- Coastal North Carolina: Bands of rain, elevated surf have begun. Surge flooding from 3-5 feet above ground level (worst-case if at high tide) is possible from the Outer Banks south to Surf City, 2-4 feet above ground level along Pamlico and Albemarle Sounds, and 1-3 feet above ground level south of Surf City. Heavy rain and hurricane-force winds to peak with closest approach late Thursday into Friday morning. General 3-5 inch rainfall totals are possible in eastern North Carolina, with locally higher amounts. A few tornadoes are possible in rainbands through early Friday. Arthur will have exited the area by late Friday night.
- Southeast Virginia: Bands of rain, strong wind gusts begin overnight Thursday night into Friday. Surge flooding from 1-2 feet above ground level (worst-case if at high tide) is possible. Coastal flooding may linger into Friday afternoon/evening as winds turn to north-northeast. Arthur's impacts will have ended after midnight Friday night.
- Rest of Northeast seaboard: While elevated surf and the threat of rip currents is expected into Friday, no other direct impacts from Arthur are expected for most. We can't rule out some tropical storm-force gusts in Cape Cod, Martha's Vineyard, and Nantucket Island late Friday night. Some moisture from Arthur may intercept a cold front dragging through the Northeast to enhance locally heavy rain, there, through Friday. Arthur and the cold front should be clear of most of the region by Saturday, except for some lingering rain and gusty winds in coastal eastern New England.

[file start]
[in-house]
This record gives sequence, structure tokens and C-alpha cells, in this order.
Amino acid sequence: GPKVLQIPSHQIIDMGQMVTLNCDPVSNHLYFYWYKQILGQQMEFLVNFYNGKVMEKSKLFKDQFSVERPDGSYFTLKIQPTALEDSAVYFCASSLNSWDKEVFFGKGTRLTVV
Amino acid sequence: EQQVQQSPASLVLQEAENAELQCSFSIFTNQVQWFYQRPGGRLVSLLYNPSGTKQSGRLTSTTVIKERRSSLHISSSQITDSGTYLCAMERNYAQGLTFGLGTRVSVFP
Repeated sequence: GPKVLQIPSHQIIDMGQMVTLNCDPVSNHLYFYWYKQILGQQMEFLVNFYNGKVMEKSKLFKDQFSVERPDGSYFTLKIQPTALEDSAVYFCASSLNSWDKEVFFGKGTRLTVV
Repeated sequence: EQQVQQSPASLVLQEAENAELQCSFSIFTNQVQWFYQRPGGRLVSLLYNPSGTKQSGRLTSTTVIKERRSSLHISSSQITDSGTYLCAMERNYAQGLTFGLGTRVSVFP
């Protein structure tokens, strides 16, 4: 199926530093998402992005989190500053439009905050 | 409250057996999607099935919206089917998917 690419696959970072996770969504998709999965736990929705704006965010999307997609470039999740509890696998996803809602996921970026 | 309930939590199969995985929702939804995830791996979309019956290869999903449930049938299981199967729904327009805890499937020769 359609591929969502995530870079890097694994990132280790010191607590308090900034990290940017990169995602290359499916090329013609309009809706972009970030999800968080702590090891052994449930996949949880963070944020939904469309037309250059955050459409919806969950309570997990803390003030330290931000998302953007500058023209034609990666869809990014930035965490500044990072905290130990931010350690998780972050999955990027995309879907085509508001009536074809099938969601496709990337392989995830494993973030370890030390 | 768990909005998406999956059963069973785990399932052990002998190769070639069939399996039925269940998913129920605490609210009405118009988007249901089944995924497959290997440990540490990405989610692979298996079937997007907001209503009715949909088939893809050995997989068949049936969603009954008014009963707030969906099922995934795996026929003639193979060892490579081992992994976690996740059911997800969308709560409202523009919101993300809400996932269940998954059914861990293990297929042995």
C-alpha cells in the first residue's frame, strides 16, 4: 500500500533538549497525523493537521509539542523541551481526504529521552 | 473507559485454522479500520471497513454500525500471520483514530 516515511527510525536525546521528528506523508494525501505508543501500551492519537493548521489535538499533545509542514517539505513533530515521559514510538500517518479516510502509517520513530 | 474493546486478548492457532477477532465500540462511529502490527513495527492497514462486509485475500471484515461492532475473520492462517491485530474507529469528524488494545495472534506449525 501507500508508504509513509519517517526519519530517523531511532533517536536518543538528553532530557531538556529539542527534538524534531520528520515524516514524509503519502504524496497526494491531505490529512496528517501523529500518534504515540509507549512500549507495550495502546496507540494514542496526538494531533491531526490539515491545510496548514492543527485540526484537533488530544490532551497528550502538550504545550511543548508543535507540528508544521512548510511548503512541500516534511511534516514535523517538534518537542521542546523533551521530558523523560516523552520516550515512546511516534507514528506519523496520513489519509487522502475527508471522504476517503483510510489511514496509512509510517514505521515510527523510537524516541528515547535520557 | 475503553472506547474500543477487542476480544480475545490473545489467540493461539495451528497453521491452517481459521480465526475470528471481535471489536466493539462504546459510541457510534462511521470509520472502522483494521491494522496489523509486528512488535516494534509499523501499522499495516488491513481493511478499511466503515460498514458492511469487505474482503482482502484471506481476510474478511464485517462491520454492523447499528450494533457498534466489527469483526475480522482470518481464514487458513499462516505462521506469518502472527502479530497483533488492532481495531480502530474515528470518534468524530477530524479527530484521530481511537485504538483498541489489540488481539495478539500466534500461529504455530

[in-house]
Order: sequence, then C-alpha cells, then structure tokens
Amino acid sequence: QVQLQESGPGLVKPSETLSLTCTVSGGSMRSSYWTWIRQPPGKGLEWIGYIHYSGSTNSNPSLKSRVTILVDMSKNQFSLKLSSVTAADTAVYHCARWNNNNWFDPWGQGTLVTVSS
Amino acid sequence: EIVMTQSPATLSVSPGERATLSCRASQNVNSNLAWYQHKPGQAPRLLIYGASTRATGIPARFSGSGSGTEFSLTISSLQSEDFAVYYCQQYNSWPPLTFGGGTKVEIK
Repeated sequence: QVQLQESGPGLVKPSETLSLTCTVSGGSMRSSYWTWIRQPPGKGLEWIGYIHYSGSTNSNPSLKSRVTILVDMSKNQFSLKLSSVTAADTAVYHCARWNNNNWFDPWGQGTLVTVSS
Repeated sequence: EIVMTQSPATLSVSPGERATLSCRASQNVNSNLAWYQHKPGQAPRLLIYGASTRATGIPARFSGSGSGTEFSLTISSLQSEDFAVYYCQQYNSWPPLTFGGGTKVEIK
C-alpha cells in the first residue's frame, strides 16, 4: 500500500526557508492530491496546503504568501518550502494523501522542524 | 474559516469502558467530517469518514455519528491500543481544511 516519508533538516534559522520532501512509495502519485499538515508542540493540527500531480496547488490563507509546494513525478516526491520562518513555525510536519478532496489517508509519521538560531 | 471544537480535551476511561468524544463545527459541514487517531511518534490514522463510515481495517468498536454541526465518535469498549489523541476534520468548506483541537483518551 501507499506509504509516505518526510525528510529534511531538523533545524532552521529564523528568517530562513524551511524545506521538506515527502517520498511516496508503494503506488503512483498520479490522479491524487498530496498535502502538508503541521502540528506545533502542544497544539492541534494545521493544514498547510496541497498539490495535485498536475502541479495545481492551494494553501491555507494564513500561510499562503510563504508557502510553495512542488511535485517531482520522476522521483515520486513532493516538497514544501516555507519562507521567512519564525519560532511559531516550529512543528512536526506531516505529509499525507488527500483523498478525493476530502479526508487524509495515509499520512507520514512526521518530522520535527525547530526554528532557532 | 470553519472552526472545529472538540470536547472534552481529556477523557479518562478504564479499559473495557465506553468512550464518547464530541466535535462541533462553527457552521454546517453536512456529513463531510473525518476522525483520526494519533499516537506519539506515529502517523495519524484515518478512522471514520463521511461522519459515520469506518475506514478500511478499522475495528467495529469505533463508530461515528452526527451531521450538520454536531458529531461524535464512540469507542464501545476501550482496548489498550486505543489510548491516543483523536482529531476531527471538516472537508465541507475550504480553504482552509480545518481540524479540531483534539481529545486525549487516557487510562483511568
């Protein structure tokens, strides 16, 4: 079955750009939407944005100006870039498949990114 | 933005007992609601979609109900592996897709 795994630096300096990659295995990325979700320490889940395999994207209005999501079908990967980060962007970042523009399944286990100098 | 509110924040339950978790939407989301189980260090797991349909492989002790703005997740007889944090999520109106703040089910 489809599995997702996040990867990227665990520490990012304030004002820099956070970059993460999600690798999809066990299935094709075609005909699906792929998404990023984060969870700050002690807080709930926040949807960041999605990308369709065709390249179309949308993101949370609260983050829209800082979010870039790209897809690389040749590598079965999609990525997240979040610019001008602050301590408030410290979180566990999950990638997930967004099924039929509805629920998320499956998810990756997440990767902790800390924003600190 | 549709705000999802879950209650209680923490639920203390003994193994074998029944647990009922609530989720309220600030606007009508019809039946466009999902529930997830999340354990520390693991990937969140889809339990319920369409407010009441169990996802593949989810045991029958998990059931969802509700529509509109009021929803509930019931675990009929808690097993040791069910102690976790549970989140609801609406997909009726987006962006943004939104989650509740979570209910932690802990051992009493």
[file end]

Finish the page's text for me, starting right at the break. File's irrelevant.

- Canadian Maritimes: Strong winds, heavy rain, and some coastal water rise is expected in Nova Scotia as Arthur transitions to a strong post-tropical low and moves in Saturday. The low will then track over Newfoundland Sunday in a weakened state.
High Tide Times
- Myrtle Beach, South Carolina: 1:58 a.m. Friday
- Wrightsville Beach, North Carolina: 12:25 a.m. Friday
- Cape Hatteras, North Carolina: 12:19 a.m. and 1:03 p.m. Friday
- Norfolk, Virginia: 2:28 a.m. and 3:06 p.m. Friday
We have additional maps below, which will give you an idea how strong Arthur is right now.
So, where exactly is the cyclone's center located now? If you're plotting the storm along with us, the information depicted in the map above provides the latitude/longitude coordinates, distance away from the nearest land location, maximum sustained winds and central pressure (measured in millibars).
This infrared satellite image shows how cold (and therefore how high) the cloud tops are. Brighter orange and red shadings concentrated near the center of circulation signify a healthy tropical cyclone.
Visible Satellite (only during daylight hours)
This visible satellite image helps meteorologists pinpoint the low-level circulation center during daylight hours. In cases of strong wind shear (stronger winds aloft than near the surface, sometimes from different directions), one can spot an exposed circulation center, with convection blown downstream. This is an indication of a weakening tropical cyclone.
Check back with us at weather.com and The Weather Channel for the latest updates on this Fourth of July holiday week storm.
MORE: Hurricanes From Space
Hurricane Igor is featured in this Sept. 14, 2010, image photographed by an Expedition 24 crew member on the International Space Station. (NASA)